While 75% of Americans support diversity and inclusion efforts in the workplace1 most diversity programs do little to increase diversity. Some initiatives, like mandatory training, tests, and grievance systems, have been shown to decrease retention of target groups2.
The good news is, some initiatives have been found to statistically improve retention and diversity, such as targeted college recruitment programs, mentorship, and diversity task forces. (For more details – see the linked study titled “Why Diversity Programs Fail” for more insight into why some initiatives may work better than others.) OFCCP requires federal contractors to make good faith efforts to address identified underutilization for minorities, females, individuals with disabilities, and protected veterans.
If you take the time to make some efforts – make sure you choose ones that will not backfire and have the best chance of success. Consider the three initiatives below to make meaningful changes in your efforts.
- External Efforts – Identify Outreach Volunteers (start here)
Determine who is willing to volunteer for outreach:
- Determine if your company currently supports any organizations related to your goals – if none, pick one to start and give yourself the task to contact them by the end of the day.
- Invite employees to voluntarily participate in targeted career fairs/college recruitment programs.
- Internal Efforts – Create a Formal Mentorship Program
This is a key to upward mobility and retention. Important note- this should be voluntary for all involved and mentees should be assigned (mentors should not be able to choose their mentee). Although this task takes more than a day, it is a big step toward diversity across all levels of your organization.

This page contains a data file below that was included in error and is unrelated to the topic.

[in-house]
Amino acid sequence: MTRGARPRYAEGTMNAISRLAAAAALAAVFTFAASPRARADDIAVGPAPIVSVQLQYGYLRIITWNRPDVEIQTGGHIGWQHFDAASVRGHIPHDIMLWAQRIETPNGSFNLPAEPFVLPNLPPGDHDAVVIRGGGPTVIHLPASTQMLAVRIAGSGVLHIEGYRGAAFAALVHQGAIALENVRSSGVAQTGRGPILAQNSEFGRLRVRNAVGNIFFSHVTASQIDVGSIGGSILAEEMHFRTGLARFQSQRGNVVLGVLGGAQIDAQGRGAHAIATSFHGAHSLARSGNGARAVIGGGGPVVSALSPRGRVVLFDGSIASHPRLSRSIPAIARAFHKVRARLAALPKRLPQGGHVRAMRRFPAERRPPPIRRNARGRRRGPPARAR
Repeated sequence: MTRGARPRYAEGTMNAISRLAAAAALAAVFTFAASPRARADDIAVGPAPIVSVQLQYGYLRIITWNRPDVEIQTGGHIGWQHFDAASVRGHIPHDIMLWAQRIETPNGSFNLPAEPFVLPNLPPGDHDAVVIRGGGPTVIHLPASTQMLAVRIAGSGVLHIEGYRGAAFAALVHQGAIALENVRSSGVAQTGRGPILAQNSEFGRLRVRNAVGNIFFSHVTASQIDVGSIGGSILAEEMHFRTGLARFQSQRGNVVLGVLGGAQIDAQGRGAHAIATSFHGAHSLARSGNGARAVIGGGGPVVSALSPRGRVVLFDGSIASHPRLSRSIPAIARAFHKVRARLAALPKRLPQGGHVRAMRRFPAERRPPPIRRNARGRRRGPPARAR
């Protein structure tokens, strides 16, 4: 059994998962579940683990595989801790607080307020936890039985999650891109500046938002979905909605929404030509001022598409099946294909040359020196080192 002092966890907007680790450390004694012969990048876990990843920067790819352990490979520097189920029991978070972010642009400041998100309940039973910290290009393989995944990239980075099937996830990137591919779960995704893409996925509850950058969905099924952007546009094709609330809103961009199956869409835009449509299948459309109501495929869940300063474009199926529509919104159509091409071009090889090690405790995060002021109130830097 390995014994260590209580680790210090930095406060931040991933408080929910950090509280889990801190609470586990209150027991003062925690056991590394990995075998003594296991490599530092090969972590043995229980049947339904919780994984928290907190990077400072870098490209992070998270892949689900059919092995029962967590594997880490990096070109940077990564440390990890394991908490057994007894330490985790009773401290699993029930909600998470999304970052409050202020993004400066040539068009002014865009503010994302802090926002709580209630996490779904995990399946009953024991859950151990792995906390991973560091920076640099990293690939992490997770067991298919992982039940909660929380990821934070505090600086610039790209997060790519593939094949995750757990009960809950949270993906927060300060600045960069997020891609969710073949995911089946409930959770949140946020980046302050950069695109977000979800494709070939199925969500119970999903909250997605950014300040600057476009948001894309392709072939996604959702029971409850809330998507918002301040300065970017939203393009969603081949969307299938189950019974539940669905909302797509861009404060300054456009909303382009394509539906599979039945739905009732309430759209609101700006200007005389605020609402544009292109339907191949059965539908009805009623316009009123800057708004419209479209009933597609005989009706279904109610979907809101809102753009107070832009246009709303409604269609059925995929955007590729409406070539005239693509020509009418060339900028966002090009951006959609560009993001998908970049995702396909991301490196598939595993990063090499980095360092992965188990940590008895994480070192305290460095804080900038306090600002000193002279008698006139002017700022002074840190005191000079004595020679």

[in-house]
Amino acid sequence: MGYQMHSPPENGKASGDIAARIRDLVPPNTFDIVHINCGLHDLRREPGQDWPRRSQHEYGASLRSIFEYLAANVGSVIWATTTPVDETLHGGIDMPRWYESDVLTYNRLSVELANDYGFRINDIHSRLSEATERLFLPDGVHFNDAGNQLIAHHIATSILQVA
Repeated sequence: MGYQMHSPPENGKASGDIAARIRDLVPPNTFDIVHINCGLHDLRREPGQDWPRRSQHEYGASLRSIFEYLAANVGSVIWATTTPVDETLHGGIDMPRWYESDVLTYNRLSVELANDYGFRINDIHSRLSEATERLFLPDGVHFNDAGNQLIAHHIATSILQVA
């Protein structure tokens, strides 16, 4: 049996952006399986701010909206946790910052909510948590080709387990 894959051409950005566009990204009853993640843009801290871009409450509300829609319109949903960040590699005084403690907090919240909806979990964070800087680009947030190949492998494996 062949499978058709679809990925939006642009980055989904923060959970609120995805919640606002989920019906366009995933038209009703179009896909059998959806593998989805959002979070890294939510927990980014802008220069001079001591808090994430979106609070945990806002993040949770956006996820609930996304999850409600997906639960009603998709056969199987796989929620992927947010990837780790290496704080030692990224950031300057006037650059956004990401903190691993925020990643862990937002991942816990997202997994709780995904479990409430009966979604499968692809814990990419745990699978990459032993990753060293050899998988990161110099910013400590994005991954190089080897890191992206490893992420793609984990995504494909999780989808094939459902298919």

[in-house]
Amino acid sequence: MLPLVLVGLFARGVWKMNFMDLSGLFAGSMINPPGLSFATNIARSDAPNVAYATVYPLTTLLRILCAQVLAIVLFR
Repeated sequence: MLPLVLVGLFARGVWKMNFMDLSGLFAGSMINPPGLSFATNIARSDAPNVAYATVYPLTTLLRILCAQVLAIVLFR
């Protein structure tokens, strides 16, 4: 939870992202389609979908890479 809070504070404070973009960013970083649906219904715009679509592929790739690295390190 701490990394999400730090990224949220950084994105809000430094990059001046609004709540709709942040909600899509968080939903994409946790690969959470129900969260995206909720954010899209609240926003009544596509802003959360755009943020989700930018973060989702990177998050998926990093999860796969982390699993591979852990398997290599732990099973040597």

- Organization & Accountability – Diversity Task Forces
Diversity task forces promote accountability. Presidents or high-level executives should assemble these teams, inviting department heads to volunteer, including members of underrepresented groups. Periodically, task forces should review diversity numbers companywide, including departments and AAP job groups, to determine what needs attention. It is critical to have a motived executive/administrator in charge of the diversity task force to ensure the proper time, attention, and questions are asked to create change.
It is important to remember that there is no ‘one size fits all’ approach to increasing diversity in the workplace, and diversity programs take time to gain traction and results. The process outlined above is meant to be a framework rather than a total solution to increase diversity inside your company. For more information about diversity efforts that can positively impact your organization, please reach out to Kairos’ Director of Compliance, Nicolas Paul. You may also visit Kairos’ client portal to view and download supporting materials to assist you with your diversity initiatives.
- Newport, Frank. (2020). Affirmative Action and Public Opinion. Gallup, Inc. https://news.gallup.com/opinion/polling-matters/317006/affirmative-action-public-opinion.aspx
- Dobbin, F. & Kalev, A. (2016). Human Resource Management. Why Diversity Programs Fail. And what works better. Harvard Business Review. https://hbr.org/2016/07/why-diversity-programs-fail